In a recent survey conducted among 1400 CFOs nationally by Robert Half Management Resources, “most” said they have not identified their successor. The primary reason given was they had no plans to leave their current position. Unfortunately, even the best–laid plans go astray.
Paul McDonald, executive director of Robert Half Management Resources says, "Executives should plan for all contingencies, even if they have every intention of staying in their current role. Change – planned or otherwise – is a fact of life and companies that are prepared are better equipped to maintain productivity during times of transition."
And I agree. Current statistics indicate that a CFO will leave a position every 18 months to five years, with three years being the average. Planning your next move puts you in the driver’s seat. You can either act, or be acted upon.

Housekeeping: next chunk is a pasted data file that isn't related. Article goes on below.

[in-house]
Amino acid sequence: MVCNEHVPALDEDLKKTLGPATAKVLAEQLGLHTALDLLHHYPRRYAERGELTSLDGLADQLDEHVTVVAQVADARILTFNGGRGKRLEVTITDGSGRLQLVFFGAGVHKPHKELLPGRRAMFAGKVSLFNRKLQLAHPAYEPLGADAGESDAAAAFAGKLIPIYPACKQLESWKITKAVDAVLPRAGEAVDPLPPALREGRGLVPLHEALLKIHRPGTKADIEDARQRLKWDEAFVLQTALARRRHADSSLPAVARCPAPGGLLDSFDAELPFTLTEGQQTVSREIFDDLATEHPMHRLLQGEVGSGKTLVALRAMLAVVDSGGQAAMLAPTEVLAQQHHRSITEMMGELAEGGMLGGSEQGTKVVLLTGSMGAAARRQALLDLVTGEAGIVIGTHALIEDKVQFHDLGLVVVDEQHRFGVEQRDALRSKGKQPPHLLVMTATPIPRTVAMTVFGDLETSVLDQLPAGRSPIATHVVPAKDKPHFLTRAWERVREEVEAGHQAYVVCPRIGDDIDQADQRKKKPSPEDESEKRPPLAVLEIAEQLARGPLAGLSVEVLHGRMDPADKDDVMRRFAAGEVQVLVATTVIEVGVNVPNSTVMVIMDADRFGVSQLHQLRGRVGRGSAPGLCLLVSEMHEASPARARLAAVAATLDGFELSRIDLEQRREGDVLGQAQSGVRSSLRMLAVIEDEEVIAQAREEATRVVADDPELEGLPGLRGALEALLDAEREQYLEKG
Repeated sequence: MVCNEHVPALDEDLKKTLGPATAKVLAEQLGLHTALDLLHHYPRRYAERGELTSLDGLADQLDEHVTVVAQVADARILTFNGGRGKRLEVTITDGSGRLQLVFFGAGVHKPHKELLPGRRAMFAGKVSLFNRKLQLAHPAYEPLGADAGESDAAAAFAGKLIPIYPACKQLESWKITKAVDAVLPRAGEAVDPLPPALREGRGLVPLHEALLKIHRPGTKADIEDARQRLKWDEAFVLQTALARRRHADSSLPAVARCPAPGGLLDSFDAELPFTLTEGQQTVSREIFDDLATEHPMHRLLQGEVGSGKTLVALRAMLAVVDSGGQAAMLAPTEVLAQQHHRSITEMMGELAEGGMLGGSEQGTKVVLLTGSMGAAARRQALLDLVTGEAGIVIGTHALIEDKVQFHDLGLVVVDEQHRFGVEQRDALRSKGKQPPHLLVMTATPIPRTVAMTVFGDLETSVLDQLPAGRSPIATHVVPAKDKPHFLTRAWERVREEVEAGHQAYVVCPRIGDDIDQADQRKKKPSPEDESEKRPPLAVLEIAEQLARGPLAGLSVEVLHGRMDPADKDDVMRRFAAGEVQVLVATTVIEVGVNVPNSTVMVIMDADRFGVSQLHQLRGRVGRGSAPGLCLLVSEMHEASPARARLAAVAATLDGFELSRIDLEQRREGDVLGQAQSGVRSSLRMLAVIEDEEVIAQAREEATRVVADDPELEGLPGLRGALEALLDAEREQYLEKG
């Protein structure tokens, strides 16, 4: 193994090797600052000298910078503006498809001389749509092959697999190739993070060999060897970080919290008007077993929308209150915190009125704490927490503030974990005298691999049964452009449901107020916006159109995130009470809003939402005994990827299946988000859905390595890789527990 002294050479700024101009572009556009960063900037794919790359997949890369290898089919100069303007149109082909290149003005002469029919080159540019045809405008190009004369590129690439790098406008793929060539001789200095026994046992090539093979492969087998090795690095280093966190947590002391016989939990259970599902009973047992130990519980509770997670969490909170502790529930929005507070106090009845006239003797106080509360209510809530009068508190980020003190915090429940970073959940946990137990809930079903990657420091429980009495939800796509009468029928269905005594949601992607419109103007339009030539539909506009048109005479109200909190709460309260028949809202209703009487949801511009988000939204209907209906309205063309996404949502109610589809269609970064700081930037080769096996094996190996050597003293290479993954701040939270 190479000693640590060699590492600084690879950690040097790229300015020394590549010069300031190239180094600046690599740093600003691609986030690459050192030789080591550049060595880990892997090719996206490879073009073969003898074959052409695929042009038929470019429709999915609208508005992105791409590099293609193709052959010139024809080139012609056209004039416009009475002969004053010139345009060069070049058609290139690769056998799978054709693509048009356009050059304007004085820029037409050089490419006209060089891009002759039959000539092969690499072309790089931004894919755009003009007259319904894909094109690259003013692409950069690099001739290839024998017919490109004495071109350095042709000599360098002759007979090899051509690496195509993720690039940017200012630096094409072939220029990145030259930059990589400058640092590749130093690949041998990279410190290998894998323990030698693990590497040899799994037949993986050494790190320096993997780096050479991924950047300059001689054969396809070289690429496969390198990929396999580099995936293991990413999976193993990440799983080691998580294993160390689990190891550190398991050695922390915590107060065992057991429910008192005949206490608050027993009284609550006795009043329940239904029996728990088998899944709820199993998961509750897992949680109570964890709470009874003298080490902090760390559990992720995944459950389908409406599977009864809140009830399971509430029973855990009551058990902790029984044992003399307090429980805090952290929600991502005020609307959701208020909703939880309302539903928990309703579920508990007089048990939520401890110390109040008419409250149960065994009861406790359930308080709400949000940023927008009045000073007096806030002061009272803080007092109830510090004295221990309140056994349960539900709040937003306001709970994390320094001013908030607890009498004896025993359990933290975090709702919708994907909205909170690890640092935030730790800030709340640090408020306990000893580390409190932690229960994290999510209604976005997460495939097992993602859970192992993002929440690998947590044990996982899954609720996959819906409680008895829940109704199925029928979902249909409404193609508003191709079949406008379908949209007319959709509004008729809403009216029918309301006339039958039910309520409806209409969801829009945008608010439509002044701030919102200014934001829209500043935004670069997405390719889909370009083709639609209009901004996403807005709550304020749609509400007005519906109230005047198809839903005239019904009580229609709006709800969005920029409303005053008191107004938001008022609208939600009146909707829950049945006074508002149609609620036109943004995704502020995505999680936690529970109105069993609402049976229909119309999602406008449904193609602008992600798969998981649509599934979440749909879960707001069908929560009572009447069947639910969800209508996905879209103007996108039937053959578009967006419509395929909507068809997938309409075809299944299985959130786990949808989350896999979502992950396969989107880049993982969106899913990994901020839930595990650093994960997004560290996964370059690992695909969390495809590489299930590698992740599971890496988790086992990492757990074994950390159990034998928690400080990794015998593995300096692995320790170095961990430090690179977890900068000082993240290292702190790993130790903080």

Grooming your replacement is good for the company, but it is also a huge feather in your cap. Since 74% of your competition indicates they are not planning to leave and have not made provisions for leaving, succession planning is a huge market differentiator and one that is valuable to your next employer.